IMAGE: CNS photo/Dan Russo, The Witness
By Dan Russo
Iowa (CNS) — Catholic Charities of the Archdiocese of Dubuque is preparing to end its refugee resettlement program after 77 years in operation.
The primary reason the program is
closing down is because the numbers of refugees are down.
The U.S. Department of State decreased
the number of refugees who can legally seek refuge in the United States from
110,000 to 45,000 annually. Also, the department’s Bureau of Population, Refugees and
Migration recently announced that all refugee resettlement sites across the
country will be required to resettle at least 100 refugees annually to stay
These federal changes are happening when the
needs of local refugees also are being met by other groups, and as a result Catholic
Charities will not be able to meet the new minimal threshold required.
“Catholic Charities of the
Archdiocese of Dubuque has been resettling refugees from all over the world in
eastern Iowa since 1940, primarily in Cedar Rapids and Waterloo,” said Tracy
Morrison, the agency’s executive director, in a Dec. 18 statement. “It’s a
loss for our entire community.”
“Our faith guides us to believe
in the dignity of all persons and the need to protect the most vulnerable,
especially refugees and migrants. It is with a heavy heart that we announce the
ending of this ministry,” added Dubuque Archbishop Michael O. Jackels.
Catholic Charities’ refugee
resettlement program employed three full-time staff and two AmeriCorps members.
There also were other staff members at the agency who didn’t work in the program
directly, but their jobs will be impacted.
“Some employees will be laid
off, others will be transitioned into other ministries,” Morrison told The
Witness, Dubuque’s archdiocesan newspaper.
Catholic Charities will continue to
help newcomers to the country through the agency’s legal aid program for
Morrison said the demand for legal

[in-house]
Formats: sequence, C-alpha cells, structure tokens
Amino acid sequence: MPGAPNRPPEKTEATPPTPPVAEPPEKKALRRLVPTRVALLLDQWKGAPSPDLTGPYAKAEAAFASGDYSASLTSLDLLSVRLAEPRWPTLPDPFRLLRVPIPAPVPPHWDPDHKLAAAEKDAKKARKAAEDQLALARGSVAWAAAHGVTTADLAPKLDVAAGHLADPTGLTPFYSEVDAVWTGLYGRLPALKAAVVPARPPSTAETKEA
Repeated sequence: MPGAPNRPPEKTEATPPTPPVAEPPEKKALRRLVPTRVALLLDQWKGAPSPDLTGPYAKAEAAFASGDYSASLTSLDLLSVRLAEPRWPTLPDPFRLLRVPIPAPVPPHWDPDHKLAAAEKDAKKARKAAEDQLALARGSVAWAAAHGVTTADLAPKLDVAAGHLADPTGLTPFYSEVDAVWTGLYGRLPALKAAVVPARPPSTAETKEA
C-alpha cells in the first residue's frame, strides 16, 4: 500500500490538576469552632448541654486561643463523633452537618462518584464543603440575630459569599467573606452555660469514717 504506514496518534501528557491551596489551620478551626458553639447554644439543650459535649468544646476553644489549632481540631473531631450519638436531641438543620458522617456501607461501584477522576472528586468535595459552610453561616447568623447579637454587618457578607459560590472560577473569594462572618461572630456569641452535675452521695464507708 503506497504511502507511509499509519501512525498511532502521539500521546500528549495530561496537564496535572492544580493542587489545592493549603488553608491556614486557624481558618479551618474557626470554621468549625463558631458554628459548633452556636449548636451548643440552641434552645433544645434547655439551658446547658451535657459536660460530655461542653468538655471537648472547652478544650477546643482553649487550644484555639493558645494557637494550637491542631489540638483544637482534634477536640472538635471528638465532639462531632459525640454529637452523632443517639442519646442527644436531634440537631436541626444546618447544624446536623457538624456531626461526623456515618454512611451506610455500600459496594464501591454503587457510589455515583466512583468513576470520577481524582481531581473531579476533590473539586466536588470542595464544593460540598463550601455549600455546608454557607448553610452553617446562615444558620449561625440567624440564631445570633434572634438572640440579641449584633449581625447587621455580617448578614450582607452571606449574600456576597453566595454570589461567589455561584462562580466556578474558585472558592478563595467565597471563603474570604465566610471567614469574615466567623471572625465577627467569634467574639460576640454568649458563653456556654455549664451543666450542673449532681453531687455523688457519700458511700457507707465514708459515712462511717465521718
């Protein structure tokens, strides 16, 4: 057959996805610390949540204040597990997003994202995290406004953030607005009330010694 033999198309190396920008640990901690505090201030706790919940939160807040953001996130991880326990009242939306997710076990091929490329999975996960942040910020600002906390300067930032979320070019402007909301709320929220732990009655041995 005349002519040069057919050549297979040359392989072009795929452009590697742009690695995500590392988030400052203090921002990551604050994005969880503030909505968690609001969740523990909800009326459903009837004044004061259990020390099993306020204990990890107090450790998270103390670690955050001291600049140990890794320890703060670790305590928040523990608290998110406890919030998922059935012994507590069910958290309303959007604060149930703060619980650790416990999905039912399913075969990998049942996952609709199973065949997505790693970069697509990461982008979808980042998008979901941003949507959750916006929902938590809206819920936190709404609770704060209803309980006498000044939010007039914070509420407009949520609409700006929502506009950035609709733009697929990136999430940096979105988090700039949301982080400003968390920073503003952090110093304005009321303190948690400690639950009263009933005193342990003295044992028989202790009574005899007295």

services is so high that the charity is looking into hiring another attorney.
Mary Ready, refugee resettlement
manager at the agency, said the “ultimate reward” for her in working with the program has been
“seeing families reunited.”
“We worked (with those who had) U.S. ties. The refugees who arrived here always had family,” she said.
One particularly heartwarming scene Ready said she’ll always remember was an airport
arrival where a father got to meet his son for the first time because his wife
was pregnant when they were separated.
“Getting to witness those
moments and to hear families say they finally feel at home and they’re happy to
be back with their family, that’s the most memorable,” she said, adding
that she hopes other groups will be able to continue this service.
Catholic Charities has been
providing key assistance to refugees for a 90-day period after they arrive as part
of an agreement with the U.S. government. They received federal funds for this
purpose as one of several approved refugee resettlement providers in Iowa. In
December, they began assisting a family and another individual, and will stay
with these cases until the 90-day period is concluded. After that, the agency’s resettlement
program will end. In the past year, they assisted 49 refugees, down from 94 the
“Prior to these December
arrivals, we had not resettled a family since June and so our program has been
slowed down substantially by these decreasing numbers,” said Morrison.
Catholics from the communities where
refugees were settled have played an important role in recent years, doing
everything from mentoring refugees to providing material support, according to
Ready. “The volunteers are really the ones that help them go from
surviving to thriving and becoming comfortable in the community,” she
Morrison said Catholic Charities also
would consider reopening the resettlement program should
conditions change. For now, it remains committed to supporting refugees and
immigrants through its Immigration Legal Services ministry available in several
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Russo is editor of The Witness,
newspaper of the Archdiocese of Dubuque.
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